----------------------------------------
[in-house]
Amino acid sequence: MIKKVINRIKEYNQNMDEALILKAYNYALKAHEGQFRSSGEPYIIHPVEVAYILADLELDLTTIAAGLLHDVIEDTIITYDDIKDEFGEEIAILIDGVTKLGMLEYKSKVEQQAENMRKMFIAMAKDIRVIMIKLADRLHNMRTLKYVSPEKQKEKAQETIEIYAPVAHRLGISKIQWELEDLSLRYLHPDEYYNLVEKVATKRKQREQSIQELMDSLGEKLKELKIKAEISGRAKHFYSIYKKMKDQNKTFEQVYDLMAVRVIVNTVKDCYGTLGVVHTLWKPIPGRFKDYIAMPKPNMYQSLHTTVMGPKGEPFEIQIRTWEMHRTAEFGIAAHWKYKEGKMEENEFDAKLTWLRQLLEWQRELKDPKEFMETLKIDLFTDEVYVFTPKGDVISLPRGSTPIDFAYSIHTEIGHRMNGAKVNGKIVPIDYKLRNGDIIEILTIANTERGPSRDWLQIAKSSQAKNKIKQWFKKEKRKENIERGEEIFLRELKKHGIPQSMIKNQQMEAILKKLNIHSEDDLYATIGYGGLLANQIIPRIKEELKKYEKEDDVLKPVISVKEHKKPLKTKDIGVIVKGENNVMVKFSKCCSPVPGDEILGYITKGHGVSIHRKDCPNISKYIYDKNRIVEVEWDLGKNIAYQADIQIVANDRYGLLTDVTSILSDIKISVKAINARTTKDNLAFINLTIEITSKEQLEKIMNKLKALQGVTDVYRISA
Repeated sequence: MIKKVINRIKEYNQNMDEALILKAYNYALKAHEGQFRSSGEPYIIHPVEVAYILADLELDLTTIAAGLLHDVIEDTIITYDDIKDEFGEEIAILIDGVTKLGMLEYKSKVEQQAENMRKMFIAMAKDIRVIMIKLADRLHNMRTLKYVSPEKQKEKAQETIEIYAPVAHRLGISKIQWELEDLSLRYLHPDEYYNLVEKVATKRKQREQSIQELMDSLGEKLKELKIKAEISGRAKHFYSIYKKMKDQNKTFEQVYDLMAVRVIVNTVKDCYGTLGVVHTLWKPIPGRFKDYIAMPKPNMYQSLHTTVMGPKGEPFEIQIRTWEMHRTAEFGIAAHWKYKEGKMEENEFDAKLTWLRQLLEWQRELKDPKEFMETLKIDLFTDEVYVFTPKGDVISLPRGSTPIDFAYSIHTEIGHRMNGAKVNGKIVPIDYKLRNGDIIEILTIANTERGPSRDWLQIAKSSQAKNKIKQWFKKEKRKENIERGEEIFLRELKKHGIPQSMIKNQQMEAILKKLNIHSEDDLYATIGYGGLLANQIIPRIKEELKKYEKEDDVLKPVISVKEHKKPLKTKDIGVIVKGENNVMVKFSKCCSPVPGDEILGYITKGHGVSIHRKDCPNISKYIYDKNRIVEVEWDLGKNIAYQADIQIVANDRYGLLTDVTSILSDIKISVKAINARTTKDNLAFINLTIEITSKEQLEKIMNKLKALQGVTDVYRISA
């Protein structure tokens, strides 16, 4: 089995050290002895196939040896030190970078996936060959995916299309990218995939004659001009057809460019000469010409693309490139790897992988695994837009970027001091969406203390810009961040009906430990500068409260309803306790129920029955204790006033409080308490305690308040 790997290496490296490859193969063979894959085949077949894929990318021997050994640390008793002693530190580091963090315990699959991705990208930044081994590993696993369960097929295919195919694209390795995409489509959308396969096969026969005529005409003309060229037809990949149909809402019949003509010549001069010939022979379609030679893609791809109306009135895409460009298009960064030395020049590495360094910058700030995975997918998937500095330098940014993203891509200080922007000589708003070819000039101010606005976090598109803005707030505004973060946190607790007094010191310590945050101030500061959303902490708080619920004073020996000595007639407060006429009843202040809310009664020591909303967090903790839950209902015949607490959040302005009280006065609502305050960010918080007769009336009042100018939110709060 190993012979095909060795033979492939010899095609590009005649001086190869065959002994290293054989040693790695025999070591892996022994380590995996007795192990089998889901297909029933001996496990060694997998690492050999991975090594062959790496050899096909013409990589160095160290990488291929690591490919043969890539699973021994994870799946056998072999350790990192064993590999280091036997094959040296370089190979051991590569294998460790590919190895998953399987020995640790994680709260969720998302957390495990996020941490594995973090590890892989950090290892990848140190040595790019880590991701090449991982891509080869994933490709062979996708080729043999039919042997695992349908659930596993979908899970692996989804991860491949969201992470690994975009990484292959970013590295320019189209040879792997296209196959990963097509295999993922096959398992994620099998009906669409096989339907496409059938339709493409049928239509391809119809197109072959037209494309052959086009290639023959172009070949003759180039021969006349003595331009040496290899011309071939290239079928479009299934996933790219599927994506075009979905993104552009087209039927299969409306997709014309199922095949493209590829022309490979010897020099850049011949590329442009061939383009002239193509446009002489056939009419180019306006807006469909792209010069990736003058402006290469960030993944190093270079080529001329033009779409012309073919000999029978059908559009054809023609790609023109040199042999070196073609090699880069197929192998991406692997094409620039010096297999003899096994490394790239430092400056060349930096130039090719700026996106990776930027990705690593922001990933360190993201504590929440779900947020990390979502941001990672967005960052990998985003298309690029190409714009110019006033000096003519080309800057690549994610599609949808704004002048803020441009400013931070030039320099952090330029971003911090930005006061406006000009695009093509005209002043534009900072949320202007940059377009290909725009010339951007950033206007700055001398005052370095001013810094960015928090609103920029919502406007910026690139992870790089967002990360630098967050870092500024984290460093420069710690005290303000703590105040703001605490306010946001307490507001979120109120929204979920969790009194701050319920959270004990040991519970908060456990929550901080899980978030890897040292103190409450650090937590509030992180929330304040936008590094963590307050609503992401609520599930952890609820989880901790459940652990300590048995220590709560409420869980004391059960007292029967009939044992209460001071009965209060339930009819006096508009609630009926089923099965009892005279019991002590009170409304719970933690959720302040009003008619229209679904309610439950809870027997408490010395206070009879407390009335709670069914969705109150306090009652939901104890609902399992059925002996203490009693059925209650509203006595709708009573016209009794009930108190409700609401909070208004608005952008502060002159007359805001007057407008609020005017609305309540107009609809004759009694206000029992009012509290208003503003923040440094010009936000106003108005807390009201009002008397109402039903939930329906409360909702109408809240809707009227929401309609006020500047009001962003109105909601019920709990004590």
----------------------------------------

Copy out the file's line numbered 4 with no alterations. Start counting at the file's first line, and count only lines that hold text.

């Protein structure tokens, strides 16, 4: 089995050290002895196939040896030190970078996936060959995916299309990218995939004659001009057809460019000469010409693309490139790897992988695994837009970027001091969406203390810009961040009906430990500068409260309803306790129920029955204790006033409080308490305690308040 790997290496490296490859193969063979894959085949077949894929990318021997050994640390008793002693530190580091963090315990699959991705990208930044081994590993696993369960097929295919195919694209390795995409489509959308396969096969026969005529005409003309060229037809990949149909809402019949003509010549001069010939022979379609030679893609791809109306009135895409460009298009960064030395020049590495360094910058700030995975997918998937500095330098940014993203891509200080922007000589708003070819000039101010606005976090598109803005707030505004973060946190607790007094010191310590945050101030500061959303902490708080619920004073020996000595007639407060006429009843202040809310009664020591909303967090903790839950209902015949607490959040302005009280006065609502305050960010918080007769009336009042100018939110709060 190993012979095909060795033979492939010899095609590009005649001086190869065959002994290293054989040693790695025999070591892996022994380590995996007795192990089998889901297909029933001996496990060694997998690492050999991975090594062959790496050899096909013409990589160095160290990488291929690591490919043969890539699973021994994870799946056998072999350790990192064993590999280091036997094959040296370089190979051991590569294998460790590919190895998953399987020995640790994680709260969720998302957390495990996020941490594995973090590890892989950090290892990848140190040595790019880590991701090449991982891509080869994933490709062979996708080729043999039919042997695992349908659930596993979908899970692996989804991860491949969201992470690994975009990484292959970013590295320019189209040879792997296209196959990963097509295999993922096959398992994620099998009906669409096989339907496409059938339709493409049928239509391809119809197109072959037209494309052959086009290639023959172009070949003759180039021969006349003595331009040496290899011309071939290239079928479009299934996933790219599927994506075009979905993104552009087209039927299969409306997709014309199922095949493209590829022309490979010897020099850049011949590329442009061939383009002239193509446009002489056939009419180019306006807006469909792209010069990736003058402006290469960030993944190093270079080529001329033009779409012309073919000999029978059908559009054809023609790609023109040199042999070196073609090699880069197929192998991406692997094409620039010096297999003899096994490394790239430092400056060349930096130039090719700026996106990776930027990705690593922001990933360190993201504590929440779900947020990390979502941001990672967005960052990998985003298309690029190409714009110019006033000096003519080309800057690549994610599609949808704004002048803020441009400013931070030039320099952090330029971003911090930005006061406006000009695009093509005209002043534009900072949320202007940059377009290909725009010339951007950033206007700055001398005052370095001013810094960015928090609103920029919502406007910026690139992870790089967002990360630098967050870092500024984290460093420069710690005290303000703590105040703001605490306010946001307490507001979120109120929204979920969790009194701050319920959270004990040991519970908060456990929550901080899980978030890897040292103190409450650090937590509030992180929330304040936008590094963590307050609503992401609520599930952890609820989880901790459940652990300590048995220590709560409420869980004391059960007292029967009939044992209460001071009965209060339930009819006096508009609630009926089923099965009892005279019991002590009170409304719970933690959720302040009003008619229209679904309610439950809870027997408490010395206070009879407390009335709670069914969705109150306090009652939901104890609902399992059925002996203490009693059925209650509203006595709708009573016209009794009930108190409700609401909070208004608005952008502060002159007359805001007057407008609020005017609305309540107009609809004759009694206000029992009012509290208003503003923040440094010009936000106003108005807390009201009002008397109402039903939930329906409360909702109408809240809707009227929401309609006020500047009001962003109105909601019920709990004590």